Anybody knows Ioannis Ikonomou?

Ioannis Ikonomou works as an interpreter for the European Union in Brussels and he speaks 32 languages, or maybe even more, according to different sources. If you personally know Ioannis or you know how to reach him, please tell him that we, at Freelang, would love to interview him! We just read an article in French that gave very few details, just that the man is 44 year-old and he began learning English at the age of 5. He considers Chinese as a simple language (!) and mentions Hungarian as the most difficult language to learn. I had already heard that before, but coming from a guy who knows so many languages, it sounds really true. The one question I really would like to ask him, though, is how does he do so as not to forget a language?

What about you, dear reader, do you speak several languages and can you practice them on a regular basis?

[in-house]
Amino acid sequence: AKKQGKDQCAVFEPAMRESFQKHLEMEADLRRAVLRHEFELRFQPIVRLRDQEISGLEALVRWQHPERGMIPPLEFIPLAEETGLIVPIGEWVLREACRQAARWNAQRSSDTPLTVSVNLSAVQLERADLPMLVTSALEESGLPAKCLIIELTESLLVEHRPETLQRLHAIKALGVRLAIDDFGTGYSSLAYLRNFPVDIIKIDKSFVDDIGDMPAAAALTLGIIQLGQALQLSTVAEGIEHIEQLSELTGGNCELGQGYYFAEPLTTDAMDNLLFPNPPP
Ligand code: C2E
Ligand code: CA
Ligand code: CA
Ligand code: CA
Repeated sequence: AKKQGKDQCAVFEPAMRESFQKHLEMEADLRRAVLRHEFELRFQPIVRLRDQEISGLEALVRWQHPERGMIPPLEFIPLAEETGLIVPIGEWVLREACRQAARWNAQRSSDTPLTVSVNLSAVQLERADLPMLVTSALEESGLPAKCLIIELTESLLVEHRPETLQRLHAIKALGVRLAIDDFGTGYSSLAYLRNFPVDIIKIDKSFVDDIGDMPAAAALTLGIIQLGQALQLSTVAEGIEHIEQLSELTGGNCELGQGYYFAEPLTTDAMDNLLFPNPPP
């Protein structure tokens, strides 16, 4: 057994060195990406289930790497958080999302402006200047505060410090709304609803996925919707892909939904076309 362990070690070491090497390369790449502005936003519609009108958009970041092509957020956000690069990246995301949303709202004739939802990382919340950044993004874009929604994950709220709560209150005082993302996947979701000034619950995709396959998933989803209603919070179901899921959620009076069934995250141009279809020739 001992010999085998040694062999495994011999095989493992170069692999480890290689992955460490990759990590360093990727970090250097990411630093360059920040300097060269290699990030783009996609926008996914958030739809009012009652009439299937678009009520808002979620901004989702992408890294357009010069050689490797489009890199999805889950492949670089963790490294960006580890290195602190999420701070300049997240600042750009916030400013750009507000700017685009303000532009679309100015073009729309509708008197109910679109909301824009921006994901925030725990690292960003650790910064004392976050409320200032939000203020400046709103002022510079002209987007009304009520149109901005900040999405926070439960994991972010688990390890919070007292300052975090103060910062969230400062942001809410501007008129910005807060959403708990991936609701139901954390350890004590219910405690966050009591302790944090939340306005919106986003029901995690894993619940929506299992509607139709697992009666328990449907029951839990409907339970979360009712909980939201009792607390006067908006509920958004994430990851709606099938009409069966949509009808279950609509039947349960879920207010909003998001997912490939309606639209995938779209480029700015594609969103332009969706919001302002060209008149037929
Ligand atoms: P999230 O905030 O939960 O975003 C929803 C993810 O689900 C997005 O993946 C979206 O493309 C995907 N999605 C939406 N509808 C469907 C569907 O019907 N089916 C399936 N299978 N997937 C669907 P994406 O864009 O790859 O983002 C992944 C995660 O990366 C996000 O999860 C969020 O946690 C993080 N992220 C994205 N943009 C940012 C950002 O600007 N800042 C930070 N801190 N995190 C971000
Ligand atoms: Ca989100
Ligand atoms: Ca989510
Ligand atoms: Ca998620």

15 Comments on “Anybody knows Ioannis Ikonomou?”

  1. Hi. i’m from vietnam. i’ve read an article about him on a magazine in vietnam. he’s so incredible; according to the article, he can speak fluently write correctly 32 languages, it may be 42 if including some ancient languages. He access a new language by a special method. he learns about that country and so that he loves their culture, dishes… For example: pierogi of Poland, Dostoevsky of russia…

    He spends 5 years to learn english, 7 years for German… but he has a problem in pronounce Vietnamese, although he finds it easy to learn vietnamese grammar.

    he ‘s afraid that someday he will miss some languages he knows. “language, as well as sport, if you don’t practice, tou’ll lose”, he said

  2. I don’t know if Hungarian is the most dificult language. I think the most dificult is that one you still didn’t learn. For me thai can be considered dificult, cause I don’t know a single word.
    Anyway, when I was at the university, I had a friend whose relatives were from Hungary, and she hated to speak Hungarian, not because was dificult, but cause she had to translated everything Portuguese-Hungarian-Portuguese for her family, and when she went to school she had problems in learning Portuguese.